Monday, April 2, 2012

Drafting Egypt's Constitution

Dear Readers

I apologize for my absence, I have been attending to urgent family matters, and have not had time to write enough.

But I am back, and recommitted, Ilhamdillulah!

So, what is new? As is usual there is a lot going on in Egypt these days. My biggest worry regarding democracy is secularism and the constitution. According to an article on NPR by Soraya Sarhaddi Nelson, Unease Grows Over Islamist Political Agenda in Egypt, Parliament has handpicked a 100 member panel that has begun meeting to write a new Egyptian constitution. 

The worry is where this leaves Christians, Bahai and other religious minorities. Is there room to be secular in Egypt? According to that article, as many of two-thirds of the panel members are Islamist or allies. "Only a handful of women and Christians were selected to take part." Several secular panelists have since quit the constitutional panel in protest.

On March 23rd, hundreds protested against the formation of a constitution writing assembly, Protesters reject formation of constitution-writing assembly. Egypt Independent. Protesters rallied in front of the High Court of Justice to demand that the SCAF relinquish power to a civilian government. They also protested against the composition of the group who will draft Egypt's constitution. As of now, MPs will constitute half of that group's membership. The other half are to be composed of experts from other fields.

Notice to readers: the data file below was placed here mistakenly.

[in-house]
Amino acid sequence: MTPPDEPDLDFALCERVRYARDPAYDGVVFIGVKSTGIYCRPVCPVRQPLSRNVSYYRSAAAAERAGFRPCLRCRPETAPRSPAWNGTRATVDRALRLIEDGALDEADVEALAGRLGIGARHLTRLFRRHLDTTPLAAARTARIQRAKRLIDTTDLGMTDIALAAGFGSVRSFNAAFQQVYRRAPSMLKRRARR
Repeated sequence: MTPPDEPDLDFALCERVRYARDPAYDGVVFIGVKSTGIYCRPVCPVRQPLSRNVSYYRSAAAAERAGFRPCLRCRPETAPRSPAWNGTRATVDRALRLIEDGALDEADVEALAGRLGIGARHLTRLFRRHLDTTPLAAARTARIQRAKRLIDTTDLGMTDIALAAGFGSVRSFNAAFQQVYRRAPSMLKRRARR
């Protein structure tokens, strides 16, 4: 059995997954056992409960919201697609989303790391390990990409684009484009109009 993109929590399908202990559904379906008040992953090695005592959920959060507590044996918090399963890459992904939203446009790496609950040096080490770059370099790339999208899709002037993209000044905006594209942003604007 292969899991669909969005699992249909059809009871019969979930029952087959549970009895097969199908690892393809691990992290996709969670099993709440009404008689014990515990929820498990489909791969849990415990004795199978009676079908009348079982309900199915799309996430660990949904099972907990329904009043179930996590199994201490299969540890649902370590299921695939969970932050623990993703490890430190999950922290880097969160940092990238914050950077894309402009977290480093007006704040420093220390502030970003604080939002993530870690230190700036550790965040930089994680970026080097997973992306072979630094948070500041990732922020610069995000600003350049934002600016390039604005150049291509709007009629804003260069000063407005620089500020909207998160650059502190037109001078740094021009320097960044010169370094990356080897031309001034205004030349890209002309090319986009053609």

On March 24th, parliament members from the Free Egyptians Party, the Revolution Continues Coalition, and the Egyptian Social Democratic Party pulled out of talks regarding the composition of the constitutional drafting committee. Adl Party and Karama party representatives walked out of the session as well. The dissenters accused the Muslim Brotherhood's Freedom and Justice Party and the far right Islamist Nour party of dominating the Constitutional committee.


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